Maybe I've missed something from the start. Maybe it goes smoothly for everybody else but me. But this boils down to the same conclusion. If I have to read 3 tons of documentation, semi-obsolete obscure wiki, FAQ, or web forums (oh boy do I hate them) to have the MacPorts behave, the hell with them. I want something that just works.

So here's the thing: Fink is the way to go. As of June 2008, Fink is ready for Leopard and Fink "just works". Yes, you still have to compile things at home, but it's starting to provide binary packages for Leopard already. And what's more, you get the apt/dpkg machinery (for an old Debian user like me, this is cool) because the guys are clever, you know, like, they didn't reinvent the wheel and decided on a package management system that "just works".

Here's my little advice if you want recent free software from the Unix world on your Mac 10.5:
  • download the Fink 0.9.0 binary installer and run it.
  • run "fink configure" and be sure to tell it to use binary packages if available, and to activate the unstable branch as well.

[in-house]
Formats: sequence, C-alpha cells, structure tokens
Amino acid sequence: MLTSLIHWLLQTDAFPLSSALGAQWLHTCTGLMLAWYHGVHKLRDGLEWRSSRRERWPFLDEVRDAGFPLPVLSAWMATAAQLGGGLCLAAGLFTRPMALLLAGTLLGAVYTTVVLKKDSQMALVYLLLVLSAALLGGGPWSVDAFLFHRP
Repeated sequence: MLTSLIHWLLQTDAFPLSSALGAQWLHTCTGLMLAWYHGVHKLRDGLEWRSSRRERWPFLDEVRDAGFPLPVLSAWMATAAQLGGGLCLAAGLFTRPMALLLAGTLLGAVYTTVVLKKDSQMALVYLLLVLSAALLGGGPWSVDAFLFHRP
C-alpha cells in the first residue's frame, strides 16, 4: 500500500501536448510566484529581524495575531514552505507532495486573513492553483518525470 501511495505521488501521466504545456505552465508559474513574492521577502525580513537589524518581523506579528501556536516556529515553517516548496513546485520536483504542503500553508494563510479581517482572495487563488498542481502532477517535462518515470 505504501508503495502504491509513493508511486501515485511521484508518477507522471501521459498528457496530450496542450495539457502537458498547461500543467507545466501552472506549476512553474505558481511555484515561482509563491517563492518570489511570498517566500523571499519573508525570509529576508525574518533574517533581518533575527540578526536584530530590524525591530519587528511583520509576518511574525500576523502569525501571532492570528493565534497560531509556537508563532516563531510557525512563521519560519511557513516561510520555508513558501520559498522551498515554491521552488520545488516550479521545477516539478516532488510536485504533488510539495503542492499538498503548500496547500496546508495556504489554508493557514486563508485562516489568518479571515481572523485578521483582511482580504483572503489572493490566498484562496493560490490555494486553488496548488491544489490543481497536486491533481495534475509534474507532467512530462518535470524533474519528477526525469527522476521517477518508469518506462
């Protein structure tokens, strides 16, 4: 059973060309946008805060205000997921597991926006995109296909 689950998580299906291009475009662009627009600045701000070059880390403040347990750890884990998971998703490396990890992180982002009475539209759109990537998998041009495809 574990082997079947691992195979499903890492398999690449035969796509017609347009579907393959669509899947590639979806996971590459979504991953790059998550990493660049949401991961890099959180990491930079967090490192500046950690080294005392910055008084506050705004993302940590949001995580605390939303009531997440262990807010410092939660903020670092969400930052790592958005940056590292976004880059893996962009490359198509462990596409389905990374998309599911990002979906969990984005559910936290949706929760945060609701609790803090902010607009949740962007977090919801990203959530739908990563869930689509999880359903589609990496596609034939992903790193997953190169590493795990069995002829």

• run "fink selfupdate" to get the latest point release. That will also let you use the rsync updating method afterwards.
  • run "fink selfupdate-rsync" to get bleeding edge stuff. This will also let you switch to the rsync upgrading method by default.

That's it ! Watch it populate your /sw/ directory... If you have Apple's X11 installed, Fink even provides system-xfree86 packages automatically. These are virtual packages for satisfying applications that depend on X11. You don't have anything to do; you can go "fink install gimp" right away.

Ah yes, one last piece of advice: the binary distribution is far from complete, so when you're looking for something, you'd better get used to use fink instead of apt, because you'll get much more information on what's available that way.